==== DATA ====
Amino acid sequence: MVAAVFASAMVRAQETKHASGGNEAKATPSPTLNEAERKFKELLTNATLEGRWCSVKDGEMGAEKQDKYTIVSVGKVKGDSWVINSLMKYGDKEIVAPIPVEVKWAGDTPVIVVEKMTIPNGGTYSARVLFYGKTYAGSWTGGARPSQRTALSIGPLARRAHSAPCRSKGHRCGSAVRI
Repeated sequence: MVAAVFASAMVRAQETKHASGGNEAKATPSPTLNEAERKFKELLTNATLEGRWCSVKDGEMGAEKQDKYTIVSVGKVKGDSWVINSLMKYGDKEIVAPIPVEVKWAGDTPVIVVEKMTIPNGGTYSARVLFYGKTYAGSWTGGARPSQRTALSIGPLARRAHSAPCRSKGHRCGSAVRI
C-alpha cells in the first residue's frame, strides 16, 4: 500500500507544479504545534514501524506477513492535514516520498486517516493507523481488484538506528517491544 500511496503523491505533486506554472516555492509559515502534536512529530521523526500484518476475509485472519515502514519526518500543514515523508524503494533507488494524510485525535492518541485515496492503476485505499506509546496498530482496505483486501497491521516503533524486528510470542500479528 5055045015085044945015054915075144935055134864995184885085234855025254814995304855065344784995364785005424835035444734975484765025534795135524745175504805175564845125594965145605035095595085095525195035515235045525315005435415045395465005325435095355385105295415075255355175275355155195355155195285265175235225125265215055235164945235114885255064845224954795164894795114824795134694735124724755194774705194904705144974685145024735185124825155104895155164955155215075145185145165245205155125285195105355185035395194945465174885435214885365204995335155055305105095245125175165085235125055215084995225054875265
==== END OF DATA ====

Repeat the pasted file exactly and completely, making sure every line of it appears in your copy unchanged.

Amino acid sequence: MVAAVFASAMVRAQETKHASGGNEAKATPSPTLNEAERKFKELLTNATLEGRWCSVKDGEMGAEKQDKYTIVSVGKVKGDSWVINSLMKYGDKEIVAPIPVEVKWAGDTPVIVVEKMTIPNGGTYSARVLFYGKTYAGSWTGGARPSQRTALSIGPLARRAHSAPCRSKGHRCGSAVRI
Repeated sequence: MVAAVFASAMVRAQETKHASGGNEAKATPSPTLNEAERKFKELLTNATLEGRWCSVKDGEMGAEKQDKYTIVSVGKVKGDSWVINSLMKYGDKEIVAPIPVEVKWAGDTPVIVVEKMTIPNGGTYSARVLFYGKTYAGSWTGGARPSQRTALSIGPLARRAHSAPCRSKGHRCGSAVRI
C-alpha cells in the first residue's frame, strides 16, 4: 500500500507544479504545534514501524506477513492535514516520498486517516493507523481488484538506528517491544 500511496503523491505533486506554472516555492509559515502534536512529530521523526500484518476475509485472519515502514519526518500543514515523508524503494533507488494524510485525535492518541485515496492503476485505499506509546496498530482496505483486501497491521516503533524486528510470542500479528 5055045015085044945015054915075144935055134864995184885085234855025254814995304855065344784995364785005424835035444734975484765025534795135524745175504805175564845125594965145605035095595085095525195035515235045525315005435415045395465005325435095355385105295415075255355175275355155195355155195285265175235225125265215055235164945235114885255064845224954795164894795114824795134694735124724755194774705194904705144974685145024735185124825155104895155164955155215075145185145165245205155125285195105355185035395194945465174885435214885365204995335155055305105095245125175165085235125055215084995225054875265